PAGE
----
Abstract: In the presence of adverse macroeconomic shocks, simultaneous capital losses in multiple banks can prompt them to contract their balance sheets. These bank responses generate externalities that propagate in the form of macro-financial feedback loops. This paper develops a credit response and externalities analysis model (CREAM) that integrates a disaggregated banking sector into an otherwise standard macroeconomic structural vector autoregressive model. It shows that accounting for macro-financial feedback loops can significantly affect macroeconomic outcomes and bank-specific stress tests results. The heterogeneity in bank lending responses matters: it determines how each bank fares under adverse conditions and the external effects that banks impose on each other and on economic activity. The model can thus be used to assess the contributions of individual banks to systemic risk along the time dimension.
    Date: 2020–05–29
  14. By: Valerie Cerra; A. Fatas; Sweta Chaman Saxena
    Abstract: Traditionally, economic growth and business cycles have been treated independently. However, the dependence of GDP levels on its history of shocks, what economists refer to as “hysteresis,” argues for unifying the analysis of growth and cycles. In this paper, we review the recent empirical and theoretical literature that motivate this paradigm shift. The renewed interest in hysteresis has been sparked by the persistence of the Global Financial Crisis and fears of a slow recovery from the Covid-19 crisis. The findings of the recent literature have far-reaching conceptual and policy implications. In recessions, monetary and fiscal policies need to be more active to avoid the permanent scars of a downturn. And in good times, running a high-pressure economy could have permanent positive effects.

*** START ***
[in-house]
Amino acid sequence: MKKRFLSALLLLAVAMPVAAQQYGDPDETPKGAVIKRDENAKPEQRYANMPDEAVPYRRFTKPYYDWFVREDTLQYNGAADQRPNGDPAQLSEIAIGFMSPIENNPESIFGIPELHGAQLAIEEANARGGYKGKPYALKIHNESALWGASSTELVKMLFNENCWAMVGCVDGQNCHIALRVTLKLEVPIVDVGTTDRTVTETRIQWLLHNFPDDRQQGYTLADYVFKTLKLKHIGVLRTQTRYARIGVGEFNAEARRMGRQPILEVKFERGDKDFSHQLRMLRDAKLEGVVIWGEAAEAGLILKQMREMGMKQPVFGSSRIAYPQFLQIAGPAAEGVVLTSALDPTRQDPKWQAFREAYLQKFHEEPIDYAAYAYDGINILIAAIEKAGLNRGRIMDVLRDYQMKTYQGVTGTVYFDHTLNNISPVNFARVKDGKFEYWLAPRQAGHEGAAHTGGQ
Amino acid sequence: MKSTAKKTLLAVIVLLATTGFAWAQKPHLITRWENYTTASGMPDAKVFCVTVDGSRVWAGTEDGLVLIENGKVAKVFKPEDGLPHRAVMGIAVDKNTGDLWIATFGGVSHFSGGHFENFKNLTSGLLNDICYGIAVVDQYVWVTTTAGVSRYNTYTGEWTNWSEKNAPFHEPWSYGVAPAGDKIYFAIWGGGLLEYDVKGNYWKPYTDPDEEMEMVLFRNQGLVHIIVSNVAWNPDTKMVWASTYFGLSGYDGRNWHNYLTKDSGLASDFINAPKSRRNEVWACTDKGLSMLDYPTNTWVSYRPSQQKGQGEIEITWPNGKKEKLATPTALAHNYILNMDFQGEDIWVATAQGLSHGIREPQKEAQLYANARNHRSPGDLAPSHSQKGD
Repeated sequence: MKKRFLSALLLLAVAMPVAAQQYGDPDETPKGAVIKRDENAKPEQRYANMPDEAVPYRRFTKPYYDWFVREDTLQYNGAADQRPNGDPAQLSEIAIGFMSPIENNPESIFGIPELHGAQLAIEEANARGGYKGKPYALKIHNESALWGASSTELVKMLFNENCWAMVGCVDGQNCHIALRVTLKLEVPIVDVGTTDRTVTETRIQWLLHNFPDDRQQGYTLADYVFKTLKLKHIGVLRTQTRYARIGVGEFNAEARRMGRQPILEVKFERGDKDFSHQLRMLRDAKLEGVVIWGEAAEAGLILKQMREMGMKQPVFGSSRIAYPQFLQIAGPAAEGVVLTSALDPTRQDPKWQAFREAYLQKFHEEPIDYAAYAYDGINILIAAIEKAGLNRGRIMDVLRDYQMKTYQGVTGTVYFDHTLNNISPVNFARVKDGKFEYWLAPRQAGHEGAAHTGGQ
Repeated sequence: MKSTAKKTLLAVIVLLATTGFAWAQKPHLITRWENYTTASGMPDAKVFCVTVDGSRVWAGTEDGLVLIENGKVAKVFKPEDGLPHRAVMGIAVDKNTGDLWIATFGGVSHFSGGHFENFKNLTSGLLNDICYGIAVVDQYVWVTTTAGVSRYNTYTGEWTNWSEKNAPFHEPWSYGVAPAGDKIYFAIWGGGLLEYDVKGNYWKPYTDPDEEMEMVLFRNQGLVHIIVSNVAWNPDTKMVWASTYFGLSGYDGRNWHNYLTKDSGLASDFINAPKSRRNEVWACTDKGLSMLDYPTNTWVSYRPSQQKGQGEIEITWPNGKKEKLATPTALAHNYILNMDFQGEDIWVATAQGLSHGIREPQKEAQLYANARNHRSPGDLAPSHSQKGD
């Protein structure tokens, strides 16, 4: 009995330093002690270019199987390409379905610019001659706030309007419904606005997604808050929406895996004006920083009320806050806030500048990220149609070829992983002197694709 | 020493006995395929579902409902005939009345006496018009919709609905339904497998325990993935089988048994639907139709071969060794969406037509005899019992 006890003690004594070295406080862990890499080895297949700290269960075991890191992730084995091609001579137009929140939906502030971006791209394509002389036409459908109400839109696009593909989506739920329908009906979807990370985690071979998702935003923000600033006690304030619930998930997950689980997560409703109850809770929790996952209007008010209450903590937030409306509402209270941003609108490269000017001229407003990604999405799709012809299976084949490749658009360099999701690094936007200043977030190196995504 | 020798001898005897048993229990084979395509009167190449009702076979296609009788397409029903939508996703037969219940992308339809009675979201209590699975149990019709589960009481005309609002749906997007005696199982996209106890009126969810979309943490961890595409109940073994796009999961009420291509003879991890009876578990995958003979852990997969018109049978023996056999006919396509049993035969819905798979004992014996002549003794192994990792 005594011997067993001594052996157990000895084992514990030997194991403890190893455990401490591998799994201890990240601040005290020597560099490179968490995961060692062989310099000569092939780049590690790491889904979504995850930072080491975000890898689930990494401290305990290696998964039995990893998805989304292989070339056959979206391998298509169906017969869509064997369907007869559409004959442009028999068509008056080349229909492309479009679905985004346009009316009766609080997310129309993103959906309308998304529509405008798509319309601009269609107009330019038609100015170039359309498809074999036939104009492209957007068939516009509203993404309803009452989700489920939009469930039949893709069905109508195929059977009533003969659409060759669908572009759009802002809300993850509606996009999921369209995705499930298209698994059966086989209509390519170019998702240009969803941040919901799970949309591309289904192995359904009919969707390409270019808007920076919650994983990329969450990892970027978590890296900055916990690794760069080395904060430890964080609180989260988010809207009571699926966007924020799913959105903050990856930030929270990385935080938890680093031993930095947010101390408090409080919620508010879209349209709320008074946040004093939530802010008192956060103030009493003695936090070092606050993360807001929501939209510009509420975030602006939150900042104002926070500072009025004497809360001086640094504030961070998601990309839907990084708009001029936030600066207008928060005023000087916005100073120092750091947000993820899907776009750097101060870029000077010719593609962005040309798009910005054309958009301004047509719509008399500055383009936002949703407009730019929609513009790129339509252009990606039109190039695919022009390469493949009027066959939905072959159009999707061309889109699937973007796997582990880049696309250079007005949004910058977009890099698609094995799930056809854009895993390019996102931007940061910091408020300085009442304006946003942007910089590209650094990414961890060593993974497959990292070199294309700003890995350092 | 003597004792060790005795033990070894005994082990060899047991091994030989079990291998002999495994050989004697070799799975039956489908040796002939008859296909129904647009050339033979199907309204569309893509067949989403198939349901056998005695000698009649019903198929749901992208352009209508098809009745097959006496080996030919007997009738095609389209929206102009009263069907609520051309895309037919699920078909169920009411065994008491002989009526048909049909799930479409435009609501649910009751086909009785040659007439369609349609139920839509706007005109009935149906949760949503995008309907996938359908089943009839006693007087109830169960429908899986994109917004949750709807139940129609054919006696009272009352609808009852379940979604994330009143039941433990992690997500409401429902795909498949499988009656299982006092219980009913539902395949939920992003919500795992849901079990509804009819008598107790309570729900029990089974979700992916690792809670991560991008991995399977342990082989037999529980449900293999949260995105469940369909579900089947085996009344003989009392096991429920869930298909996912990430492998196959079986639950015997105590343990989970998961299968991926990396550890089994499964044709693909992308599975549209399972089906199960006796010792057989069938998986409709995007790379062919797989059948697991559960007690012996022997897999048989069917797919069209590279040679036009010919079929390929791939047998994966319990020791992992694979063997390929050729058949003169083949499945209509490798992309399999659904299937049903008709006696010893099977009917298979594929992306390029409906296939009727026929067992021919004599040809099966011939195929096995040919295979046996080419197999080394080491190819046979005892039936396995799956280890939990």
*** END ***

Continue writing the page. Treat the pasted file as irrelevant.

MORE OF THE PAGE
Date: 2020–05–29
  15. By: Jordà, Òscar; Singh, Sanjay R.; Taylor, Alan M.
    Abstract: Is the effect of monetary policy on the productive capacity of the economy long lived? Yes, in fact we find such impacts are significant and last for over a decade based on: (1) merged data from two new international historical databases; (2) identification of exogenous monetary policy using the macroeconomic trilemma; and (3) improved econometric methods. Notably, the capital stock and total factor productivity (TFP) exhibit hysteresis, but labor does not. Money is non-neutral for a much longer period of time than is customarily assumed. A New Keynesian model with endogenous TFP growth can reconcile all these empirical observations.